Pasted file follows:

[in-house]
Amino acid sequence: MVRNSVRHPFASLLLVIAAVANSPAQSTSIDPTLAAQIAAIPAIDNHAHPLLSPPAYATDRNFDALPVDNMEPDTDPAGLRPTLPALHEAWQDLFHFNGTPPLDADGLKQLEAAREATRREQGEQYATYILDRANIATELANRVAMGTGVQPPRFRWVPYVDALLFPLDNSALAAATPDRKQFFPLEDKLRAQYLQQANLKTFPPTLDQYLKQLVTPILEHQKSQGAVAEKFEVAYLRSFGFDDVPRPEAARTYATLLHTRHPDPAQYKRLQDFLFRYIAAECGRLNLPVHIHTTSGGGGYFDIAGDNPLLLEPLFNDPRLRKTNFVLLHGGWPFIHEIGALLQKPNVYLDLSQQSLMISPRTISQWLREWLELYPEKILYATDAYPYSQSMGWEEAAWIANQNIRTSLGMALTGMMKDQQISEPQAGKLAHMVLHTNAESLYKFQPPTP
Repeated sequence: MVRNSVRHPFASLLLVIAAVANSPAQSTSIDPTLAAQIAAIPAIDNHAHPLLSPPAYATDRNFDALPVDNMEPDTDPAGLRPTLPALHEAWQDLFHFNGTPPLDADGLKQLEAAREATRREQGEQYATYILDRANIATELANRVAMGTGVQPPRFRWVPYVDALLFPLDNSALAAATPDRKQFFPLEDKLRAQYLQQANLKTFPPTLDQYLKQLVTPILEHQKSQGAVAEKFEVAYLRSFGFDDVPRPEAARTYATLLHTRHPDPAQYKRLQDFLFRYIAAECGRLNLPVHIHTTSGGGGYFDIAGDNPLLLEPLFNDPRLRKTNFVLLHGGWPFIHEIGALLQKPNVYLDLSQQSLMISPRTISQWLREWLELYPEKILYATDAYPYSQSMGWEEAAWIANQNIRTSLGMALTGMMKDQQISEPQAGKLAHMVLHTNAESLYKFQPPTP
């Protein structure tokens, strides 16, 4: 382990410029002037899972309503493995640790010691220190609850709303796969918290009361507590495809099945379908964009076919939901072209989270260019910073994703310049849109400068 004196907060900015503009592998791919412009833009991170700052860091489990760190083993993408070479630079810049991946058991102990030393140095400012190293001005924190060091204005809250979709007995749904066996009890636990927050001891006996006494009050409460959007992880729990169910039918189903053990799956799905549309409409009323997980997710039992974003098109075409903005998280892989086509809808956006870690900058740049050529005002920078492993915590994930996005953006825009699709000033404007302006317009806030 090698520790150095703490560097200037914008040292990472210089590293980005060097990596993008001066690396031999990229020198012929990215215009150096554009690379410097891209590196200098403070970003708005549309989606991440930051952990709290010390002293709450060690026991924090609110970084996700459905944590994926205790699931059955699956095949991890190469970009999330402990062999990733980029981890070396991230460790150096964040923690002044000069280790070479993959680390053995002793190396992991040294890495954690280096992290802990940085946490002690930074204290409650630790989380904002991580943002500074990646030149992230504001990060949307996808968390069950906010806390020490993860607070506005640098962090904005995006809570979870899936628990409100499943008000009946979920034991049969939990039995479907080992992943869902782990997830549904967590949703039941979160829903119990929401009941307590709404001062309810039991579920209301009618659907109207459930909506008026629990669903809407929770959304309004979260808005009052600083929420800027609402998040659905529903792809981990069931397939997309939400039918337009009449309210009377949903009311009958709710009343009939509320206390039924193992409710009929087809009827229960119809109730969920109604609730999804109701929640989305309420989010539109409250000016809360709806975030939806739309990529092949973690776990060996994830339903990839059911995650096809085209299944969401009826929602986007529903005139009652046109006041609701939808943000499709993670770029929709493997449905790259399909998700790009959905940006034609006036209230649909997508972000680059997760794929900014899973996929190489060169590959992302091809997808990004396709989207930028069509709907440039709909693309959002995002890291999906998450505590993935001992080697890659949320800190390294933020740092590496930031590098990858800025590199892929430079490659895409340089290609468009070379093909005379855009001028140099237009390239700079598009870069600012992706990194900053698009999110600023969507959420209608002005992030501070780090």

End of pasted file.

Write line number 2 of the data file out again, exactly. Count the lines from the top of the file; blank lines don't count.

Amino acid sequence: MVRNSVRHPFASLLLVIAAVANSPAQSTSIDPTLAAQIAAIPAIDNHAHPLLSPPAYATDRNFDALPVDNMEPDTDPAGLRPTLPALHEAWQDLFHFNGTPPLDADGLKQLEAAREATRREQGEQYATYILDRANIATELANRVAMGTGVQPPRFRWVPYVDALLFPLDNSALAAATPDRKQFFPLEDKLRAQYLQQANLKTFPPTLDQYLKQLVTPILEHQKSQGAVAEKFEVAYLRSFGFDDVPRPEAARTYATLLHTRHPDPAQYKRLQDFLFRYIAAECGRLNLPVHIHTTSGGGGYFDIAGDNPLLLEPLFNDPRLRKTNFVLLHGGWPFIHEIGALLQKPNVYLDLSQQSLMISPRTISQWLREWLELYPEKILYATDAYPYSQSMGWEEAAWIANQNIRTSLGMALTGMMKDQQISEPQAGKLAHMVLHTNAESLYKFQPPTP